Back to Basics — Back to Buggers

Back to Basics — Back to Buggers

Bill texted me at 2:00 pm.

“How’s the fishing, and where should we meet?” he wrote.

The day was changing from a perfectly cloudy and drizzly cool day to a pure washout. More dark sky slid over the horizon as I hustled back to the truck. Patches of heavy rain were dumping buckets throughout the region. In a few hours the whole river would muddy completely.  Some sections were still fishable, but not for long.

Under the shadow of the rear hatch, I stashed wet gear into the truck and changed into a drier shirt as another SUV arrived from upstream and turned into the dirt pull-off. The side windows slid down, and I saw three fishermen inside.

“How’d you make out?” they asked. “Is it muddy down below too?” The driver gestured in the direction of the rising river, just out of site beyond the hemlocks.

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Fly Fishing Strategies: Learn the Nymph

Fly Fishing Strategies: Learn the Nymph

As a young troutbitten kid, I learned to fish live minnows strung on a small double hook with a barrel swivel and split shot. My uncle taught me to cast upstream and dead drift the unlucky creature, adding a slight lift when necessary to keep it off the bottom. When the fathead minnow was across from my position, I allowed the line to tighten and swing as the minnow was carried downstream. That transition between dead drifting and swinging was the sweet spot of the drift, and I learned to understand where it would happen. By considering the speed and direction of the various currents, I tried to position myself adjacent to the prime holding water for the best trout. Even at ten years of age, fishing was a beautifully complicated game and every cast was full of possibility. It was captivating.

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The Big Rig: The Two Plus One — Two Nymphs and a Streamer

The Big Rig: The Two Plus One — Two Nymphs and a Streamer

Multi-fly rigs are nothing new. We pair one nymph with another all the time. Many of us fish two streamers, and most of us cast a dry fly with a nymph for the dropper once in awhile. But the pairing of a streamer and a nymph is less common. And maybe that’s because the typical presentations for each fly type are quite different — we tend to think we’re either streamer fishing or nymph fishing, but rarely both at the same time.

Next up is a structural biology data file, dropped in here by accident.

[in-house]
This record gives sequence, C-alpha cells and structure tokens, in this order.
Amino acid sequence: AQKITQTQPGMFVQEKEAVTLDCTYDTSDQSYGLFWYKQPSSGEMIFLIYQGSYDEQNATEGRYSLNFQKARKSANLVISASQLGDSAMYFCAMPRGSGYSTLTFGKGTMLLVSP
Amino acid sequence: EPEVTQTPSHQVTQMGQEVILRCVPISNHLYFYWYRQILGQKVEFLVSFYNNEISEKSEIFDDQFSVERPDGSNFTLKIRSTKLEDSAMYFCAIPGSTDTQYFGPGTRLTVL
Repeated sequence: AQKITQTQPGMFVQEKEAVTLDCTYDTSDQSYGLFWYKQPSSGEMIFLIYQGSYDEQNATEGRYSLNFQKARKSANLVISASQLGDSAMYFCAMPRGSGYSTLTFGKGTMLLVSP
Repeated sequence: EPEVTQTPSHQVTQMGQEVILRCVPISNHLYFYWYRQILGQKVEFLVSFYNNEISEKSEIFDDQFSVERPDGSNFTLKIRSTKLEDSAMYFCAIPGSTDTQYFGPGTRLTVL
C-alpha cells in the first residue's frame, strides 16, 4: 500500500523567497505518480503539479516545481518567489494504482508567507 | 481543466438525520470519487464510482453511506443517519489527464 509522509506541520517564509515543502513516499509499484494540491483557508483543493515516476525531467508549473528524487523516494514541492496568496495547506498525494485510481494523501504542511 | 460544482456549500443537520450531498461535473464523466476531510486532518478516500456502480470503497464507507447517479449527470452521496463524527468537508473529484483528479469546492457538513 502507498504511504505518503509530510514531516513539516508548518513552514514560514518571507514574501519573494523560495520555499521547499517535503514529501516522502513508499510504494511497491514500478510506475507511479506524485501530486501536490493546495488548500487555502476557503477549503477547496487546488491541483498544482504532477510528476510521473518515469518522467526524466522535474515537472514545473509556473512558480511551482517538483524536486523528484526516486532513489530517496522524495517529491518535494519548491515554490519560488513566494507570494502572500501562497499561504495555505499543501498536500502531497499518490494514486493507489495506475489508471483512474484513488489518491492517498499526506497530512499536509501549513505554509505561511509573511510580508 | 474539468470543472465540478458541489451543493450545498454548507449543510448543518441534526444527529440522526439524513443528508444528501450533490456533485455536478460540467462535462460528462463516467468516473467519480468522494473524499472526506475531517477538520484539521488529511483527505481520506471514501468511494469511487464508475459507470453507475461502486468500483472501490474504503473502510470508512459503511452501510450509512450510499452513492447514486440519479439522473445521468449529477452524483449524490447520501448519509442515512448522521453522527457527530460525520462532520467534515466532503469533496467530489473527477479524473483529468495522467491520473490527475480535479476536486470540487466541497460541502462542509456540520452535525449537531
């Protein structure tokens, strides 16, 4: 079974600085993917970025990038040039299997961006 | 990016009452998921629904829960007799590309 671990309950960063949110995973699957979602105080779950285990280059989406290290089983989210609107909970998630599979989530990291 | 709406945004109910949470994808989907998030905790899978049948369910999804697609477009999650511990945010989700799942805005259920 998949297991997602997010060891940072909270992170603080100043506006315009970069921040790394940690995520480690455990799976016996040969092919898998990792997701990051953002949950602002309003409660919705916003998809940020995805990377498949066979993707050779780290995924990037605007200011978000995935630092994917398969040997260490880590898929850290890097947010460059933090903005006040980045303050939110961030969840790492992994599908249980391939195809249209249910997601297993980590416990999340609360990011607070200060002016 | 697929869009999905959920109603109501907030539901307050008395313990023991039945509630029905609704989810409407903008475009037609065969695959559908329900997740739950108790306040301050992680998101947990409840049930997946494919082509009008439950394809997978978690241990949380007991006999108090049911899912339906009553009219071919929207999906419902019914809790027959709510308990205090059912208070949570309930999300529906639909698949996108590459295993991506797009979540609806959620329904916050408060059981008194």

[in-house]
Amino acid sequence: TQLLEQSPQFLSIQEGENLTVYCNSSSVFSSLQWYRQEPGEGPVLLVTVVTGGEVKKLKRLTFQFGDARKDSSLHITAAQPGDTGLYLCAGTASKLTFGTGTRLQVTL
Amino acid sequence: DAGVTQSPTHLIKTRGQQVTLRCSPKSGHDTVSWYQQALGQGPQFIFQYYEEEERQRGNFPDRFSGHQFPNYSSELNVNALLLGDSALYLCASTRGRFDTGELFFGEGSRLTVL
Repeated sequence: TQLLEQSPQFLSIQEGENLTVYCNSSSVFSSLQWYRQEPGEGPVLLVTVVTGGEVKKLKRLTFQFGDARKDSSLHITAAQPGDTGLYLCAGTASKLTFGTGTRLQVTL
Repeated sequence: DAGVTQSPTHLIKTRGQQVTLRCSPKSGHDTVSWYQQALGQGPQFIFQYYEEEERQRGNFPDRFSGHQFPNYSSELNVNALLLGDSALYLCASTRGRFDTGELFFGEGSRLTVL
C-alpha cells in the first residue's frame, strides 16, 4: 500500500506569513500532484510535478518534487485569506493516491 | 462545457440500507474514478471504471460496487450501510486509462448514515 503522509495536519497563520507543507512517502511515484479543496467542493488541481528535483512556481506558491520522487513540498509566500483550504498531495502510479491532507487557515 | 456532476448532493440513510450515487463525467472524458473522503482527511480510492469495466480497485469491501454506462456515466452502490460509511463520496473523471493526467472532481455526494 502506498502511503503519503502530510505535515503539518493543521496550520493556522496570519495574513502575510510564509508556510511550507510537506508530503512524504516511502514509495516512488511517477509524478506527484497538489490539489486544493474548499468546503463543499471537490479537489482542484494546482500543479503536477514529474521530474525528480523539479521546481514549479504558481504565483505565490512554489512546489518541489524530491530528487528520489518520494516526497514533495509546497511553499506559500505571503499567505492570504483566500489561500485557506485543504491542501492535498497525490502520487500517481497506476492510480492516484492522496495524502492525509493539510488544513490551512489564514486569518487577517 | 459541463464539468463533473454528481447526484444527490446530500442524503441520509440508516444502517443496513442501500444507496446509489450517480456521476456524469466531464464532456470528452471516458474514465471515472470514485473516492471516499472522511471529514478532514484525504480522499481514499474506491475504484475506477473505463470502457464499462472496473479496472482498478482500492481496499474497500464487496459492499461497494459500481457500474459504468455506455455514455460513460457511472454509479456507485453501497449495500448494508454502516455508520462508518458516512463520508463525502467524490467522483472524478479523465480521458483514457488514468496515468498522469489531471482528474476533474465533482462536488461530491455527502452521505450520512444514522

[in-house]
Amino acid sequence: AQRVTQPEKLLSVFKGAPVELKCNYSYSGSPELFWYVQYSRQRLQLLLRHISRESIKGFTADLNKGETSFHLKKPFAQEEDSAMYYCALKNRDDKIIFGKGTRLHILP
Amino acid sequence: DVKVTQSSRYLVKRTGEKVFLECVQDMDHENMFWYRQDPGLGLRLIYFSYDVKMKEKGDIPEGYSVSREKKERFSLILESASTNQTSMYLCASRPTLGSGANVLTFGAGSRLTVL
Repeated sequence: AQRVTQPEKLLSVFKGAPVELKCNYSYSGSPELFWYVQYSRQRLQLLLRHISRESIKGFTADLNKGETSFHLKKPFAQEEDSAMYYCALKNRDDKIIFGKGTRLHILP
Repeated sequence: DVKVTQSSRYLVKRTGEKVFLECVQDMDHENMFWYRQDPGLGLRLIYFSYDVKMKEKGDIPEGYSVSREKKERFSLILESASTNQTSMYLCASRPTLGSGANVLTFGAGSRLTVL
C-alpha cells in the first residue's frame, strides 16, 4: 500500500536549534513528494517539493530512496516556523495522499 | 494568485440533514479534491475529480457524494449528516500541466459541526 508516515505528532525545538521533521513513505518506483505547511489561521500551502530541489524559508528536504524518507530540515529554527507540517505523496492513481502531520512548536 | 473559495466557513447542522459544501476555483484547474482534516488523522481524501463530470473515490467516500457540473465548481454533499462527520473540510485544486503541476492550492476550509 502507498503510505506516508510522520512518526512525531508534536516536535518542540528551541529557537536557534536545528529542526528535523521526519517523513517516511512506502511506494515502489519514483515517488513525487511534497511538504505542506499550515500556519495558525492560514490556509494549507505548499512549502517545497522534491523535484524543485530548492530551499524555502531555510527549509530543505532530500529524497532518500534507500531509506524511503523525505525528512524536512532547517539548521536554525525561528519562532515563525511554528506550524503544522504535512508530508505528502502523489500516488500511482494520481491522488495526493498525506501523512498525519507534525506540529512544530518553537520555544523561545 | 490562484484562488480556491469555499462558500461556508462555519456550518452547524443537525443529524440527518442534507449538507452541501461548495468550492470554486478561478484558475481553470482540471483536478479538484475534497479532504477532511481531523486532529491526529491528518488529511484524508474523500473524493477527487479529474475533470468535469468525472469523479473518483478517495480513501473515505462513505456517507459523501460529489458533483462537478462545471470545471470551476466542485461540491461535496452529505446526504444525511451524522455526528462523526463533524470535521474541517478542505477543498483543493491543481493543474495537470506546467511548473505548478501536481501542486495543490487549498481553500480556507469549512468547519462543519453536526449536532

The Big Rig combines two nymphs and a streamer. With some minor leader adjustments and some outside-the-box thinking on tactics, you can kinda have it all . . .

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Fifty Fly Fishing Tips: #16 — You don’t need big flies to catch big trout

Fifty Fly Fishing Tips: #16 — You don’t need big flies to catch big trout

I’ll get right to the point: Your best bet for catching trophy trout is with medium to small flies. More specifically, large nymphs or small streamers are the perfect size. 

I’ve written about making the choice between going for big fish or for a bunch of fish, arguing that you can’t have both. I’ve also pushed the point on these Troutbitten pages that catching big fish does not require fishing big flies.

Talking with my buddy, Matt Grobe, the other day, he summed it up like this: “Fishing large streamers is the most overrated thing out there for catching the big ones.” Nice. And this is coming from a guy who fishes the heart of Montana, around Bozeman and beyond, all year round.

All of this goes seems to go against currently prevailing wisdom, but it wasn’t always that way . . .